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Factors influencing colonization and establishment of plant species on cranberry bogs
The objective of this study was to obtain and interpret field data related to the establishment of cranberry (Vaccinium macrocarpon Ait.) plantings, as well as examine the impact of conventional weed management practices on yield components and weed control. Integrated weed management, recently recognized by weed scientists as a desired goal for research and extension, is an important part of current cranberry production. This research was designed to permit the incorporation of the collected data into practical grower recommendations, as well as to expand our general knowledge about invasion ecology and plant species composition in new and established commercial plantings. ^ Data from four years of repeat annual applications of 0, 1.8, and 4.5 kg ai/ha dichlobenil in low-weed and high-weed density areas indicated minimal negative impact on cranberry vines. Herbicide application did not adversely affect upright productivity, biomass, fruit set, or other yield parameters; in addition, no improvements for these parameters were noted. No consistent treatment effect on cranberry root length was seen. The presence of weeds, rather than herbicide application, was the important determinant of yield. Vines in low-weed density areas produced more marketable fruit and had higher percentage fruit set than vines growing in high-weed density areas. Results suggest that repeat annual applications of dichlobenil to commercial cranberry beds may be considered as part of a viable integrated weed management program with no adverse effect on crop growth or yield. ^ One specific goal of this research was to identify the most beneficial combination of nitrogen rate, vine planting density, and weed management option that would promote quick and economical vine establishment of the cultivar, Stevens, while providing adequate and cost-effective weed control. After two years, several treatment combinations seemed promising for commercial implementation. However, the most cost-effective production scheme for establishing a new planting was to plant vines at a low density, use moderate rates of nitrogen, and apply a yearly application of napropamide for weed control. This combination produced substantial vine coverage at very low cost, reduced weed biomass by 85% compared to the untreated plots, and gave the best control per dollar spent. ^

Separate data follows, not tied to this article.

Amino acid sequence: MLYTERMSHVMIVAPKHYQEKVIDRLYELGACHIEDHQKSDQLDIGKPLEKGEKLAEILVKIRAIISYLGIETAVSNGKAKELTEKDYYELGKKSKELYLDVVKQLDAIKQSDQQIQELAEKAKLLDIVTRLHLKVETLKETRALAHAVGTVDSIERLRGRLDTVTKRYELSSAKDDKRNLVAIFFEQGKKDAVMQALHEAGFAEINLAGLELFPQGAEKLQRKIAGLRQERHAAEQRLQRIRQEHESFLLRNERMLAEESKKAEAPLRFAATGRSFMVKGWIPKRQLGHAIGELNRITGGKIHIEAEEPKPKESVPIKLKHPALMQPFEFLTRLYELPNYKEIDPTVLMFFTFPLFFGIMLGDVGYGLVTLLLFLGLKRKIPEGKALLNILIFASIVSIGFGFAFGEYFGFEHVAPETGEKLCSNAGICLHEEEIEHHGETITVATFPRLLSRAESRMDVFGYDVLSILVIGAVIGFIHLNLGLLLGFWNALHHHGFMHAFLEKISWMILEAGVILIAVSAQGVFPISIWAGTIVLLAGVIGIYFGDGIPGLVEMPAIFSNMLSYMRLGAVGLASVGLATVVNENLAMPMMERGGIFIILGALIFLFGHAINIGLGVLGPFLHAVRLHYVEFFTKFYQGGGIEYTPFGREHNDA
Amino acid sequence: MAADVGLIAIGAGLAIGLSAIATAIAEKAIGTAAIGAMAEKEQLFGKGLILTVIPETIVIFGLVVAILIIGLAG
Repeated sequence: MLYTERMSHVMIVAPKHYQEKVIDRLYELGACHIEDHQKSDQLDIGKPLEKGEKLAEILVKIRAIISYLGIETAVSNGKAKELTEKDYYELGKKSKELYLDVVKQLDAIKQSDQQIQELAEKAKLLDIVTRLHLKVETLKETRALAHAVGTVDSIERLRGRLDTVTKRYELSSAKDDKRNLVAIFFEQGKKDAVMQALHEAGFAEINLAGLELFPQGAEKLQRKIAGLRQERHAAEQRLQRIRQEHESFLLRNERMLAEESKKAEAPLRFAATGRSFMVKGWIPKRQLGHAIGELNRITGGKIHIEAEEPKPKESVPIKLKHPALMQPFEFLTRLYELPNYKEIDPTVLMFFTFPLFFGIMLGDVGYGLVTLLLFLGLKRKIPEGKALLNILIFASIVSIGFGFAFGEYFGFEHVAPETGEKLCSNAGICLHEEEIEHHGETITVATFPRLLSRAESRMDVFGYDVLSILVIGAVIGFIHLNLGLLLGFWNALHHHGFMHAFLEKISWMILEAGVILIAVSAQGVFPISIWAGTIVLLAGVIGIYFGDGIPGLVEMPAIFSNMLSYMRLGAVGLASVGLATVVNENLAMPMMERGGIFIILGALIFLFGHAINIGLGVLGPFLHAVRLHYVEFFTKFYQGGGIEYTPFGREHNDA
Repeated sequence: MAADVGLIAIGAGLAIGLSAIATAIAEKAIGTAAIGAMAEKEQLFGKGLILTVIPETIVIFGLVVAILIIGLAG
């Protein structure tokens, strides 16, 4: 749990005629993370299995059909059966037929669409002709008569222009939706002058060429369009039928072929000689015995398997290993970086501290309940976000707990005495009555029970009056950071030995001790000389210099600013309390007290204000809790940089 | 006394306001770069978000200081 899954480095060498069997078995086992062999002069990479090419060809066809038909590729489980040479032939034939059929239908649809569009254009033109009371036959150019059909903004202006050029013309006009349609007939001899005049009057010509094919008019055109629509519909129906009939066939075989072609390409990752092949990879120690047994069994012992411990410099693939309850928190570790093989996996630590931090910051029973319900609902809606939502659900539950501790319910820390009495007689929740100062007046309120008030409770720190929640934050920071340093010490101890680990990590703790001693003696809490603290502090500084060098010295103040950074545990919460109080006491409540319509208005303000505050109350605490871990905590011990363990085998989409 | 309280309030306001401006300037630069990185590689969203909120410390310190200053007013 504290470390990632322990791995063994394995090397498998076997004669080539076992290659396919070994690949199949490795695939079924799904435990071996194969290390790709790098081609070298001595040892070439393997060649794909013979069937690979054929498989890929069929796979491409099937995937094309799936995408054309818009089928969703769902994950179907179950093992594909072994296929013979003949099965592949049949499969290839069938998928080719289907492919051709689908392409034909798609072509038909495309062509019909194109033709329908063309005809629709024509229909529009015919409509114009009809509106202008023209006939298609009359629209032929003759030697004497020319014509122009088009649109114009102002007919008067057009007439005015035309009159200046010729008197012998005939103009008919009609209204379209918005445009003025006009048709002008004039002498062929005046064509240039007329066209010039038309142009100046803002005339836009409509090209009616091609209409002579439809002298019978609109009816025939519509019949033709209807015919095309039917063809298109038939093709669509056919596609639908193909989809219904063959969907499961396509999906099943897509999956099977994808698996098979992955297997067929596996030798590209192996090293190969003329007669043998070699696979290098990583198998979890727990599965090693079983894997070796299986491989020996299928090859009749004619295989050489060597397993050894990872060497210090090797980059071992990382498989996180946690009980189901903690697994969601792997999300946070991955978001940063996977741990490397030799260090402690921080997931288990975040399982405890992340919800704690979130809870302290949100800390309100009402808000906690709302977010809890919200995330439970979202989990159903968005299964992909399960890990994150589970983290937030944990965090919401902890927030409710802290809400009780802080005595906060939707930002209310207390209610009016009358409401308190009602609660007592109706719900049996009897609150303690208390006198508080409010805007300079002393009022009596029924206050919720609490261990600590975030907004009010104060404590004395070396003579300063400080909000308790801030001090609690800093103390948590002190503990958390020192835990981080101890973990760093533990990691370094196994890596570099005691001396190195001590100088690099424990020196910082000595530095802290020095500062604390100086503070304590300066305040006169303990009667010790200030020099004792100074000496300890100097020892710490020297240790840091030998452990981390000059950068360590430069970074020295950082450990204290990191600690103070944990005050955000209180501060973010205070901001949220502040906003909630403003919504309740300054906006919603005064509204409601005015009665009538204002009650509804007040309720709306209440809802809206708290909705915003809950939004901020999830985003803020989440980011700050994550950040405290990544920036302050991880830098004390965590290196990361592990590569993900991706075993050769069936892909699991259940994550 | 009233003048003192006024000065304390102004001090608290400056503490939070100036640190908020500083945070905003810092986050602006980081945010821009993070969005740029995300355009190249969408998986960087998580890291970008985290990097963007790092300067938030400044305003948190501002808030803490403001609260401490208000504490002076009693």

Sandler, Hilary A, "Factors influencing colonization and establishment of plant species on cranberry bogs" (2004). Doctoral Dissertations Available from Proquest. AAI3118331.